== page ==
The other manager and players complain, but there is no baseball rule that says a horse cannot be on the team, and he has signed a contract, so the umpire waves him to the plate to bat. The first pitch is a fastball, and the horse swings and hits the ball to the deepest part of the ballpark, where it hits the very top of the wall, and bounces away from the outfielder. The runner on third scores, the runner on second is rounding third. But the horse is still standing at home plate. The outfielder is chasing down the ball; the runner on second crosses the plate, the runner on first is now rounding third with the winning run, but the batter has to get to first for any of the runs to count, and he is still standing at home plate. Lasorda jumps out of the dugout and screams at the horse, “Goddammit, why don’t you run?!” The horse turns around, and says to him, “Tommy, if I could run, do you think I’d be playing baseball?”

Another sports joke. A guy named Dave likes to play golf with his friends from work, but they always place bets on the outcome, and he almost always loses, because he is not very good. Sometimes they play in twosomes, where whoever on the two-man team has hit the best ball, closest to the hole, takes the next shot for his team. Dave is absolutely determined to beat his co-workers, for both money and pride, so he is out at the driving range one afternoon, hitting balls. Then he sees an amazing thing. At one of the spots, there is a gorilla, driving balls. He hits a ball 500 feet, right to what would be the green, on a regular golf course. He hits the next shot 480 feet or so. The next one, the same.

Dave goes up to the gorilla, and begs him to play with him in his weekly competition. To his surprise, the gorilla agrees. So at the scheduled weekend game, Dave arrives a little early, and tells his two so-called buddies, that he wants to play with two-man teams, and best ball. They agree. Dave says that he has been practicing, and that he wants to raise the wager from $50 a hole to $250 a hole. They are a little suspicious, but they love taking Dave’s money. They say that that they don’t care who his partner is, as long as he has never been on the PGA Tour, or on any high school or college team. Dave promises that he has not, so the bet is made. Then Dave brings out the gorilla from the clubhouse, and the men are astounded.

They line up for their first shots. One of the men on the other team hits a nice drive on the Par 5 hole. Dave hits a weak drive, about 100 yards less. The other opponent, hits a comparable drive to his partner. The gorilla takes out his driver, steps up to the ball, and whack!, hits the drive about 500 yards, straight down the center, past the fairway, on to the green, where it stops two feet from the hole. Dave’s opponents are stunned.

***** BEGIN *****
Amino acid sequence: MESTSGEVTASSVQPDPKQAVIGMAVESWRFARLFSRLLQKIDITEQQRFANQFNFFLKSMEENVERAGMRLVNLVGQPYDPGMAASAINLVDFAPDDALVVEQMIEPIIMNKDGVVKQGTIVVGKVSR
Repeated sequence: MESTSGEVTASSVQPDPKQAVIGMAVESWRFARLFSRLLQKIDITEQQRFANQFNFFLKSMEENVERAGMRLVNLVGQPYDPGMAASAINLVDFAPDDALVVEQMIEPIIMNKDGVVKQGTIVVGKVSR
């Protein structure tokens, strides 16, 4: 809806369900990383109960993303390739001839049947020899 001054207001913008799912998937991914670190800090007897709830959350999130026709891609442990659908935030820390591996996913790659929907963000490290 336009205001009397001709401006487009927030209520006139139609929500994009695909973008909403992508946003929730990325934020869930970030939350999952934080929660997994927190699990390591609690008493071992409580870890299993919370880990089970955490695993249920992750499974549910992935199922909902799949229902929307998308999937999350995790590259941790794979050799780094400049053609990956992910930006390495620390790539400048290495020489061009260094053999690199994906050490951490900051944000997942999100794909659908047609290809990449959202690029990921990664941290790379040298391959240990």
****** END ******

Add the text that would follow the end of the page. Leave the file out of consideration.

Dave is chortling. “You guys want to pay me now, at a discount, or do you want to lose all 18 holes?’ The other guys say nothing; the man who hit the best ball for them, takes his second shot, with a wedge, and gets it on the fairway, pretty much in line to get it in the hole in three more shots, and make par. The gorilla is of course best ball for Dave’s team, his ball two feet from the hole. He takes out a putter from his bag, walks up to the ball…and, whack!, he hits the ball 500 yards..

The final joke is one which almost took me aback when my father told it to me, and then I started laughing, which is rare for me when I hear a joke, I usually just smile; and my father started laughing, too. It is about a workplace where the employees usually take their lunches to a large lunchroom, where they can spend the hour together, talking about the day, telling stories,and the like.

One day, a new man comes to work there. He appears to be a taciturn type, he just does his work, and when it is time for lunch, he goes to an empty chair in the lunchroom, sits down, and opens his lunch bag. He eagerly looks inside, takes out the wrapped paper opens it, shakes his head, and says, “Peanut butter again.” He eats a bite or two, then throws it away.

The next day, the same thing happens. The man sits down by himself, opens his sack lunch, shakes his head, sadly says. “Peanut butter,” and puts it away. This happens every day for two weeks; the man opens his lunch with an eager expression, then says, “Peanut butter, once again,” and either throws it away, or eats a bite or two, then wraps it back up, and puts it back in the paper bag.

Finally, one of the other men, feeling bad for him, gets up and walks over to him and says, “Hey, I don’t mean to intrude, but every day I watch you come in here, and you look forward to your lunch, and then it’s peanut butter, and you barely eat any of it, or throw it away. Why don’t you tell your wife to make you something else for lunch??” The man shakes his head, and says, “That wouldn’t do any good. I make my own sandwiches.”

So there you have three jokes which might elicit a smile or two. They are in an old-fashioned style, as befits a nicely old-fashioned American holiday. Happy Labor Day.